It is so late and I have had a crappy day, BUT, I just have to write about an amazing thing that happened today in the classroom. Something that, for me, provides the intrinsic motivation I need to do my job and is a premium example of authentic, meaningful, real world learning--thus beautifully illustrative of MI teaching and learning. Now bear in mind, this story includes mistakes--but that is how we, as humans, learn--and it also includes solving problems that matter to society--which is what intelligence is. So, here it is, with a little background to start:
At the beginning of the year, I planned to do something exciting and different and meaningful with "weather" this year. I included it as one of our class jobs, but as September closed in, I got derailed by a thousand other more pressing matters, and never actually came up with a concrete plan--or even idea for what that something would be. The year started, and as I introduced class jobs, I simply stated that I hadn't figured out what that job would actually entail so the weather people could take a break until we came up with something.
Weeks and months passed and weather was not a popular job choice, obviously because it wasn't really a job. In January, I decided this situation was ridiculous, and I had to come up with ANYTHING, if for no other reason than to save face with my primates. I am always very careful with making promises. Breaking promises to children does not build trust, and if I'm going to get them to learn, they must trust me. So even something as insignificant as defining the weather job can go along way with building trust--because I had, at one point, promised I'd do it--and they know I don't throw that word around.
At morning meeting one day, I brought the subject up for discussion and was honest in saying that I just didn't know what to do and needed help. A few primates offered suggestions....nothing really exciting, but as a group we agreed that the job of weather would be to record the daily temperature on the calendar every morning. Our next problem was how we would gain that information, every morning. I asked them to name ways to find out the daily temperature and we made a list: watching the news on TV, looking at a thermometer, checking the dashboard of a car, the Internet. We decided the Internet would be a good option, and one of the primates suggested our school secretary announce it every day like when she announces birthdays. We wrote a letter to the principal and to our school secretary, asking if they would please announce the daily temperature with the morning announcements. The secretary came by later that day and reminded us that she doesn't do morning announcements anymore--only afternoons. OK, mistake--how did I not notice that?!?!?!?!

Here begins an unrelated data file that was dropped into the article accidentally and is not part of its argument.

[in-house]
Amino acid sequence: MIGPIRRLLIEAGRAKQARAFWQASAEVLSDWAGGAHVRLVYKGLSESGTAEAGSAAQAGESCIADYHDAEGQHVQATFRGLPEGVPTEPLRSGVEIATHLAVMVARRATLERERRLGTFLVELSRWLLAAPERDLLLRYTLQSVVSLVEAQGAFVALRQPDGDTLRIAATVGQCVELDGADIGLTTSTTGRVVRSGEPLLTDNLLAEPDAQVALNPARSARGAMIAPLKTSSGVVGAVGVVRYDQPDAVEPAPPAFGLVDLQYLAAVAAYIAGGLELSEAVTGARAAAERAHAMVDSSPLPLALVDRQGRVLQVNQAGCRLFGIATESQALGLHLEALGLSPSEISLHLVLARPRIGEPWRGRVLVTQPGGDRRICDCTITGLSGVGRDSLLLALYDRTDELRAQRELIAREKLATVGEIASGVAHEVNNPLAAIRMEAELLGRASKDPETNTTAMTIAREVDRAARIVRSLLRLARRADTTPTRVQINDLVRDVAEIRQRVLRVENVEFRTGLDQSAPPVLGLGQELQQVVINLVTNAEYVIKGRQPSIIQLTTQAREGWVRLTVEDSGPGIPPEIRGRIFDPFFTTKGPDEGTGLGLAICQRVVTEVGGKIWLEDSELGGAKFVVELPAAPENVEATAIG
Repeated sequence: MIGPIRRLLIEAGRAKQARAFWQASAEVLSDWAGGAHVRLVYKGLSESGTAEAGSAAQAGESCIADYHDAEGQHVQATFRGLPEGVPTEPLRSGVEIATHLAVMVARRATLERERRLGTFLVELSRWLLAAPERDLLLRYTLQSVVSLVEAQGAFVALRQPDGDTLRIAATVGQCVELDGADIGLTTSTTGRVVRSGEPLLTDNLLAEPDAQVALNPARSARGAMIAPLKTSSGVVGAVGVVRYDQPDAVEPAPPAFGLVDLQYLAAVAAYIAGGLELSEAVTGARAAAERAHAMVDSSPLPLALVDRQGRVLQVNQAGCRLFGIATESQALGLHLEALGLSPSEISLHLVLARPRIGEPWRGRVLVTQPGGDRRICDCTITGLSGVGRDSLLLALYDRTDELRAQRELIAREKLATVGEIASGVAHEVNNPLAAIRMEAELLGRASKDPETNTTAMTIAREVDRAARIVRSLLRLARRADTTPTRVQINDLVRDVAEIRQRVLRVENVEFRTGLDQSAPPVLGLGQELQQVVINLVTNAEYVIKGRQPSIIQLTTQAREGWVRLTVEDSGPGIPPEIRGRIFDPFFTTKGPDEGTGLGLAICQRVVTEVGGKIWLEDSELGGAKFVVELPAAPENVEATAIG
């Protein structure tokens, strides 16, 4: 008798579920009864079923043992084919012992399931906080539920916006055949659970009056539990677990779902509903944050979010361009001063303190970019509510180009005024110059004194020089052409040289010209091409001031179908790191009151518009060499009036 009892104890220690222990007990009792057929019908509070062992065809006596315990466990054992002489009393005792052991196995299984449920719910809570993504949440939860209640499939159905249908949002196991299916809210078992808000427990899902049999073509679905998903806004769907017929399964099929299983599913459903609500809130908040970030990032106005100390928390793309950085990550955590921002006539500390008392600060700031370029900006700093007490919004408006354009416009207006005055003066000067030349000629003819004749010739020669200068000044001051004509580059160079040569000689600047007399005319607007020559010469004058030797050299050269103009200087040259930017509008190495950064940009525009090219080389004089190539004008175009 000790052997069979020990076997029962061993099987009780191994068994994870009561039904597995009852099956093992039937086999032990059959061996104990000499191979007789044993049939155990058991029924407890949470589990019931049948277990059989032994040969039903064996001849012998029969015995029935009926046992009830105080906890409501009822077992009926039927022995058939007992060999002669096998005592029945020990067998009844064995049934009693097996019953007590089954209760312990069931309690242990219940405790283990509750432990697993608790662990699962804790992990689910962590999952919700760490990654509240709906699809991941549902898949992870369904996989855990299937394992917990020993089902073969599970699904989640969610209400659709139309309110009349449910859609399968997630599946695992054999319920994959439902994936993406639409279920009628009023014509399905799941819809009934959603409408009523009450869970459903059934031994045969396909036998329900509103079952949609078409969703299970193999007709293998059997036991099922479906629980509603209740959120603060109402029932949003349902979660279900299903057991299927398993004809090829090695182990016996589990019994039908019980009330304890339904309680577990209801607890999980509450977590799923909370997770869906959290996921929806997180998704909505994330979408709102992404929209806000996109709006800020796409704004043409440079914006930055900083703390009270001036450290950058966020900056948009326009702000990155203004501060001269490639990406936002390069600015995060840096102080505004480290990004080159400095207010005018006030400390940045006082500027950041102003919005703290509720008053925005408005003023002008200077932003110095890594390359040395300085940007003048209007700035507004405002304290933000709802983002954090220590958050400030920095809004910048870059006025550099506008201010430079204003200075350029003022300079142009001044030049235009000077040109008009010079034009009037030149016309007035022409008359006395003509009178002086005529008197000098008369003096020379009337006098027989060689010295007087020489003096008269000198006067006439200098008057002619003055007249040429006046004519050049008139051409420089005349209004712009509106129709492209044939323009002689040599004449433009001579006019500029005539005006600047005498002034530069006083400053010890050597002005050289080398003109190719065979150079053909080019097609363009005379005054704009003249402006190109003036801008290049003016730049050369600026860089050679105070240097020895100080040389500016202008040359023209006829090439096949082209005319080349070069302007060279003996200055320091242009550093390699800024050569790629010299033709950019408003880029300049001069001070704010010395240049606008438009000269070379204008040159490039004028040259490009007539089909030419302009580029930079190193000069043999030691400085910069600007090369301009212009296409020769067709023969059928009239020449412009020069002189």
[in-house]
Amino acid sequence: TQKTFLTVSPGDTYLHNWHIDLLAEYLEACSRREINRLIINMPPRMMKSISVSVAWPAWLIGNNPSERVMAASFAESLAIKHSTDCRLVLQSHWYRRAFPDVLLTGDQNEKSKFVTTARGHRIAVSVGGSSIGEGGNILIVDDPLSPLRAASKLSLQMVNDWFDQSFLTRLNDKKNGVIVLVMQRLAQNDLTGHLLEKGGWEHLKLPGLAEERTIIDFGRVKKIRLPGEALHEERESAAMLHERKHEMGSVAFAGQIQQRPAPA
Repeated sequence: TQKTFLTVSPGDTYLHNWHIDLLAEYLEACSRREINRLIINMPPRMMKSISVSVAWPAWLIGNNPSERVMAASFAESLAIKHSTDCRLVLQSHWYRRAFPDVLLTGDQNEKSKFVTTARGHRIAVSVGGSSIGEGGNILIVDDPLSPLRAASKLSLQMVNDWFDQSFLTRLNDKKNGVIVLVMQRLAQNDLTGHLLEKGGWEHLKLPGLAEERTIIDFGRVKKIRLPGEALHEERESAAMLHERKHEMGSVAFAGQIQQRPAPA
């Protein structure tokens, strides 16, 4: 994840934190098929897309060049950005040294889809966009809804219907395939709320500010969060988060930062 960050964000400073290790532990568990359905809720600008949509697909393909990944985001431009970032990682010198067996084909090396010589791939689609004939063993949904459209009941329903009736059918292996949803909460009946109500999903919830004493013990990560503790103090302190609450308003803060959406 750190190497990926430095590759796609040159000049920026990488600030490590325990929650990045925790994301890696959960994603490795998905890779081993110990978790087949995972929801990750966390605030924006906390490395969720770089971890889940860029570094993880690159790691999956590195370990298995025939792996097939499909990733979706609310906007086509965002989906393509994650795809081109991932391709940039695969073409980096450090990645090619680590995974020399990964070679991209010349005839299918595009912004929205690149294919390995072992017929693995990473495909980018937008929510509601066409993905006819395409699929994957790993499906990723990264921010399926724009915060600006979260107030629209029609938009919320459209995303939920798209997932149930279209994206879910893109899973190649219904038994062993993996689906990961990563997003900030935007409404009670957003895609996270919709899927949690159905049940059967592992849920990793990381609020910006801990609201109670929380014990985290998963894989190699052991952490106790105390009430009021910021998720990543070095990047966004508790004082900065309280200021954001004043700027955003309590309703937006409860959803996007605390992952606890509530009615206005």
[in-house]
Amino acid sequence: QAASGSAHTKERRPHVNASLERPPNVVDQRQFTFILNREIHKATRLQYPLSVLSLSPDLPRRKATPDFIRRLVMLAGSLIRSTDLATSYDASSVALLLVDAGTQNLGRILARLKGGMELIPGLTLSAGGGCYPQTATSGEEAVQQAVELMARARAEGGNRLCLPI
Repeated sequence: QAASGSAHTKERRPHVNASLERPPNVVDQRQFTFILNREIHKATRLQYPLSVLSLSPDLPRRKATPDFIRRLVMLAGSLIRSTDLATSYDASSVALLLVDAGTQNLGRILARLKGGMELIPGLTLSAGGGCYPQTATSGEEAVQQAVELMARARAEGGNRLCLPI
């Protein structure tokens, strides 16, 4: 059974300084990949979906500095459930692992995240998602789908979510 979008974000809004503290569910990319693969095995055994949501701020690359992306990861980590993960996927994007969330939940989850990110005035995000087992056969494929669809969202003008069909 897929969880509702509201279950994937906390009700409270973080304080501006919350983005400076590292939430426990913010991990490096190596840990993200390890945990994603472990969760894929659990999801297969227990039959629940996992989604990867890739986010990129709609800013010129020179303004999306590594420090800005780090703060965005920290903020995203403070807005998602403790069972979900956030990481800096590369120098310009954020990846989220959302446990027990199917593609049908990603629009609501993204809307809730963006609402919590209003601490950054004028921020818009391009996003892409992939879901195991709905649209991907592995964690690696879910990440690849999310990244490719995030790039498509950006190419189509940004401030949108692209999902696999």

Anyways, we were forced to find another solution, so I offered to check it on my computer with the weather kids before morning meeting. And so we did. For about 3...maybe 4 days.
Reality enters and the usual monsoons of the 8-8:20am time period prevented this from happening regularly. One morning, realizing this and not wanting to let it go, I mentioned that I noticed the temp on my car dashboard that morning read 28 degrees Farenheit and the weather primates quickly recorded it on the calendar. A few days later, I noticed that each day since had a temperature recorded and I asked the weather primates how they got that information. They replied they had heard it on the news before school and one said he had asked his mom on the way to school. Hmmmm, I thought--very impressed with the fact that they had taken it upon themselves to do this, and relieved that the weather job was something I could let myself not feel guilty about anymore!
It's been weeks and many, many snow days, and even a vacation since then. Here and there daily temp recordings have been missed, but ALSO here and there, they are recorded. Leading me to today's events, and I do apologize for the length of this entry, but context is very important.